A study from the Institute of the University of California claims that it takes an average of 23 minutes and 15 seconds to return to a task after an interruption.
Now think of how many times you’re distracted throughout the day. Maybe it’s procrastination, and you simply take a quick break to check your social media. Maybe you’ve been asked a question by a well-meaning colleague.
Even with the increasing popularity of remote set-ups, interruptions come at us in the form of notifications, phone pings and email alerts.
These constant distractions mean a huge loss of productivity, engagement and even higher stress levels. What’s more, the amount of people tying their distractions to technology, according to a 2016 survey by CareerBuilder, speak for themselves.
Top distraction culprits included smartphones (55%), the internet (41%), gossip (37%) and social media (37%).
On the plus side, though, there are tools out there that are better at enabling engagement than others. But as we’ll see, things aren’t always clear cut.
In today’s age, digital tools designed to help communication aren’t exactly in short supply.
Organisations rely on an average of 3.56 different internal comms tools, not to mention SMS, email, phone calls, social media and the multitude of video conferencing applications available.
But in recent years, none of them have been so celebrated and criticised as the messaging app Slack. For some, it’s the perfect tool to segment conversations via channels, integrate support requests, project management software…the list goes on.
Others have called it “gossipy email”. They say it’s too easy to use and addictive, and actually hurts productivity. Some employees even felt that they needed to stay constantly connected to keep up, worried they’d be left out of important discussions and decisions.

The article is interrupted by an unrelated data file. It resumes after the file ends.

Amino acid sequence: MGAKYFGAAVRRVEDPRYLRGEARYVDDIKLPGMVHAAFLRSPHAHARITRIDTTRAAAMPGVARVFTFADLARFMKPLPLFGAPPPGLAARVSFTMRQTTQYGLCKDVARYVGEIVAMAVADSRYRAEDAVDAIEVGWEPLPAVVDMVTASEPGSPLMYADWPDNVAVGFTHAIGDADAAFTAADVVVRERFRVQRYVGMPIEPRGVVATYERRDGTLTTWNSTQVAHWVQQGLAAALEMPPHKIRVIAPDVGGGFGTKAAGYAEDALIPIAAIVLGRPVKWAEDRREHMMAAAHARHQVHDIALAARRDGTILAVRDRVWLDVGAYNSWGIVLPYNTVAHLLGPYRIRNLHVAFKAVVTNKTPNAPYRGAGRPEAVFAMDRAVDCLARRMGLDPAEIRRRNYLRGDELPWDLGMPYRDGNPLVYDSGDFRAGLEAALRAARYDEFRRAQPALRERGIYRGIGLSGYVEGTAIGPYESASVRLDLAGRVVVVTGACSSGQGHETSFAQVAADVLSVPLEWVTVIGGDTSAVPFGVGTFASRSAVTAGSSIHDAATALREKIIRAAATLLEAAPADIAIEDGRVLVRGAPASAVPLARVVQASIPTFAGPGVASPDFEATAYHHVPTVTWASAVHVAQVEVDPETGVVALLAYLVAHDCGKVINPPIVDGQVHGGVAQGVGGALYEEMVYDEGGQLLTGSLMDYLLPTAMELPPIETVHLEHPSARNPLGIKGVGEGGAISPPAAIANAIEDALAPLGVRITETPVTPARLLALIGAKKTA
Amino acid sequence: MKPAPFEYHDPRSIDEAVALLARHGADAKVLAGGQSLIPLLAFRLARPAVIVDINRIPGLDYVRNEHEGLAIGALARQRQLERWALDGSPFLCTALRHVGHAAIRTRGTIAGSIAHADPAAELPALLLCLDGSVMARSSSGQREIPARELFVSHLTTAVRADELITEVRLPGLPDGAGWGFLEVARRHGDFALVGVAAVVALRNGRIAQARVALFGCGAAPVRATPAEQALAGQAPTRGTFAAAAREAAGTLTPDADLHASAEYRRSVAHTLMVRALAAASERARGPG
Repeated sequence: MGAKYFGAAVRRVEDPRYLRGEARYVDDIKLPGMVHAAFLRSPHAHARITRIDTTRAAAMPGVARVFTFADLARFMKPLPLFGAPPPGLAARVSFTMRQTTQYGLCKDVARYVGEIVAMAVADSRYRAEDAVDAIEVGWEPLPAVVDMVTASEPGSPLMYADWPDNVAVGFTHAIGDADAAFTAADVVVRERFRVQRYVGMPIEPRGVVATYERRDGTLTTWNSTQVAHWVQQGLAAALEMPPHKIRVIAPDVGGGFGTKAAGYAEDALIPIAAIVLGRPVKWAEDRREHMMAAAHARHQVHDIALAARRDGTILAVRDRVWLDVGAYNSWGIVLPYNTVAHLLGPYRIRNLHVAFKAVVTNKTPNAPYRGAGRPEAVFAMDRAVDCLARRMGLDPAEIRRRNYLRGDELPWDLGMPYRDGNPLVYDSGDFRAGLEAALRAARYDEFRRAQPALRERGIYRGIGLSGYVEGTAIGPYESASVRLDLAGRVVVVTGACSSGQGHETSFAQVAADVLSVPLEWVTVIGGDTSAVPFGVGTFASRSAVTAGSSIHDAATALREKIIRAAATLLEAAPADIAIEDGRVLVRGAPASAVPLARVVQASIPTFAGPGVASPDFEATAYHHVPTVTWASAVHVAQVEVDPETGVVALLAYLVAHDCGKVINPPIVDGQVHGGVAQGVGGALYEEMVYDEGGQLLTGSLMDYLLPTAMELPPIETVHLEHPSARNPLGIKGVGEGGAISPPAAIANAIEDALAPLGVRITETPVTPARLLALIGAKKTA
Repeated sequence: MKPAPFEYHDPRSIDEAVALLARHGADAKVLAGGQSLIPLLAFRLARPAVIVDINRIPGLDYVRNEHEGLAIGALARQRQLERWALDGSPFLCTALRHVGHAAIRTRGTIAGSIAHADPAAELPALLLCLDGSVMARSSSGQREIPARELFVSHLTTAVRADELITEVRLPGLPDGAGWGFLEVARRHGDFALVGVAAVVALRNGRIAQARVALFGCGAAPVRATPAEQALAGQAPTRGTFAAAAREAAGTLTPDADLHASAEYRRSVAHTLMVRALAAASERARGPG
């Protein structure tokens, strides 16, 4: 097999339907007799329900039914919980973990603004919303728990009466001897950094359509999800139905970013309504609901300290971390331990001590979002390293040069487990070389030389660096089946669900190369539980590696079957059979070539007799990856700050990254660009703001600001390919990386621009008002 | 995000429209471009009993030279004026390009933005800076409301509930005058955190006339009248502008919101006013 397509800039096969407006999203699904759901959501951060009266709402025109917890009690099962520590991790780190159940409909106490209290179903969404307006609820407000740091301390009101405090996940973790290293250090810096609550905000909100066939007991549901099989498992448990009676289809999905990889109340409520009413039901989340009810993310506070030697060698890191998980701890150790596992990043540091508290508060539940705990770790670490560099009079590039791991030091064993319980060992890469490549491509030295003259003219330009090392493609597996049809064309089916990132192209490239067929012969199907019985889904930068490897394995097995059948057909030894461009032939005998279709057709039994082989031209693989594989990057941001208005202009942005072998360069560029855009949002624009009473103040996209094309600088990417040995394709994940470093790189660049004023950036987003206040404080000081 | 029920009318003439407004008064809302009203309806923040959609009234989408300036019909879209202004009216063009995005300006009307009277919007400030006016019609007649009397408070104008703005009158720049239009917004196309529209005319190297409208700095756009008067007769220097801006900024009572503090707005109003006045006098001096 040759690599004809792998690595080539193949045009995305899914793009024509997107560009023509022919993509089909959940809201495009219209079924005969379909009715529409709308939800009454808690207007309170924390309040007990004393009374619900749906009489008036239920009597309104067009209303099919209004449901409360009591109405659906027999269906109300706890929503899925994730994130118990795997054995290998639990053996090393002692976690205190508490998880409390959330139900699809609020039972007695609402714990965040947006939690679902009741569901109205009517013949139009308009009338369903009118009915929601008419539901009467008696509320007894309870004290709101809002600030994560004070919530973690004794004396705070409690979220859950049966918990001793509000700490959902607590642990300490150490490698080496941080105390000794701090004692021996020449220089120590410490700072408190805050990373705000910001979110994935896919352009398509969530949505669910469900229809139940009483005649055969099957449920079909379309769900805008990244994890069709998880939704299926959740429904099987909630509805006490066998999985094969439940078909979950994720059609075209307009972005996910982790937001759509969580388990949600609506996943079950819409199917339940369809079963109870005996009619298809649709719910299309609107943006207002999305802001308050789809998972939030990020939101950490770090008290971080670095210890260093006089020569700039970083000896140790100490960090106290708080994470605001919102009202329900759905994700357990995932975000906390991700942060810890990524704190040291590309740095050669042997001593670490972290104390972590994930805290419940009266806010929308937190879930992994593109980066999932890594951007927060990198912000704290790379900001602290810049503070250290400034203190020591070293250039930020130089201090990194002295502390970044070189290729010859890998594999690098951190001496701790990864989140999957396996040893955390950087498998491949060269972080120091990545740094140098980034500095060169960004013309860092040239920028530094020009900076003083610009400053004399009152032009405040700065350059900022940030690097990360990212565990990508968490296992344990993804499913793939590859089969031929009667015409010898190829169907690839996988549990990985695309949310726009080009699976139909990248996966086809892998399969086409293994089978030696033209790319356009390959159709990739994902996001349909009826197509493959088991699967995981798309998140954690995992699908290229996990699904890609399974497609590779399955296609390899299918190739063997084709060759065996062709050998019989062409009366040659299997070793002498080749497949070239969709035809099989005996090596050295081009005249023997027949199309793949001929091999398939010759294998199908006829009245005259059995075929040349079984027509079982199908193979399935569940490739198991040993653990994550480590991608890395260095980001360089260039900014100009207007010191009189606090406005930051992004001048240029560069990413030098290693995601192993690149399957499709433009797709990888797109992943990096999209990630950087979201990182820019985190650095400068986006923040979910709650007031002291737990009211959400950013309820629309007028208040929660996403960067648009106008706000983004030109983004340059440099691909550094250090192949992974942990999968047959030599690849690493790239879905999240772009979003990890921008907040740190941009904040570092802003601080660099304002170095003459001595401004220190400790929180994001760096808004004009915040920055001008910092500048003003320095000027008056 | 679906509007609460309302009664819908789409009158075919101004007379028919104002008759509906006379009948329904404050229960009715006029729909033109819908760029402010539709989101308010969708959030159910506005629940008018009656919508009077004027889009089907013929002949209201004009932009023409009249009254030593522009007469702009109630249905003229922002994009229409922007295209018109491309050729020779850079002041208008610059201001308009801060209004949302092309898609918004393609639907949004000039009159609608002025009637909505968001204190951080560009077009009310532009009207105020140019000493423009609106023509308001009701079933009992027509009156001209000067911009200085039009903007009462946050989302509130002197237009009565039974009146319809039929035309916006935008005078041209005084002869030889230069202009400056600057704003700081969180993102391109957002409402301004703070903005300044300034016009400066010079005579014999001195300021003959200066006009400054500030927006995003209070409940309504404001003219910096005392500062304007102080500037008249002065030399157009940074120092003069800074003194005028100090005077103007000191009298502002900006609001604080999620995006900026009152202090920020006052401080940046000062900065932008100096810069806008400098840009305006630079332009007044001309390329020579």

This crippling sense of FOMO (fear of missing out) can be especially problematic for remote companies. With employees working to different rhythms and in different time zones,You’ve got to wonder: isn’t it better to keep some communication via email?
One important thing to remember: the companies building third-party digital tools want you to rely on them as much as possible. Usage is a metric for success, and notifications are the best way to keep you engaged with the product.
And when too many tools compete for your attention, it can lead to what is called notification fatigue. After hearing that string of insistent pings, employees can feel overwhelmed, and become unable to regain their ‘flow’ – that ‘in-the-zone’ state that allows them to do their best work.
This fatigue is vital to bear in mind when selecting an L&D programme. On the one hand, you want employees to be engaged at work and surrounded by learning opportunities; on the other, you don’t want to bombard them so insistently that they become distracted.
So which tools and technologies can you rely on to boost employee engagement in the workplace?
Of course, a good place to start is with project management tools. They empower employees to own their role, provide them autonomy and can also improve communication.
Internal communication tools are also important, but more than choosing the one with the most features, it’s important to ensure they truly meet the needs of your business and workforce.
When it comes to employee engagement survey software, there is also no shortage of options, from lightweight apps like TinyPulse, which gathers feedback through weekly anonymous surveys, to full, end-to-end platforms like Culture Amp, which analyses responses and provides recommendations on where to focus improvements.
Finally, L&D leaders should look for employee engagement initiatives with the following features:
At Busuu for Business, we have designed a digital language training programme to please. We believe language learning should be enjoyable, inclusive and beneficial both for companies and employees alike.
To learn more about our programmes and how they can help measure, track and boost employee engagement, contact us today.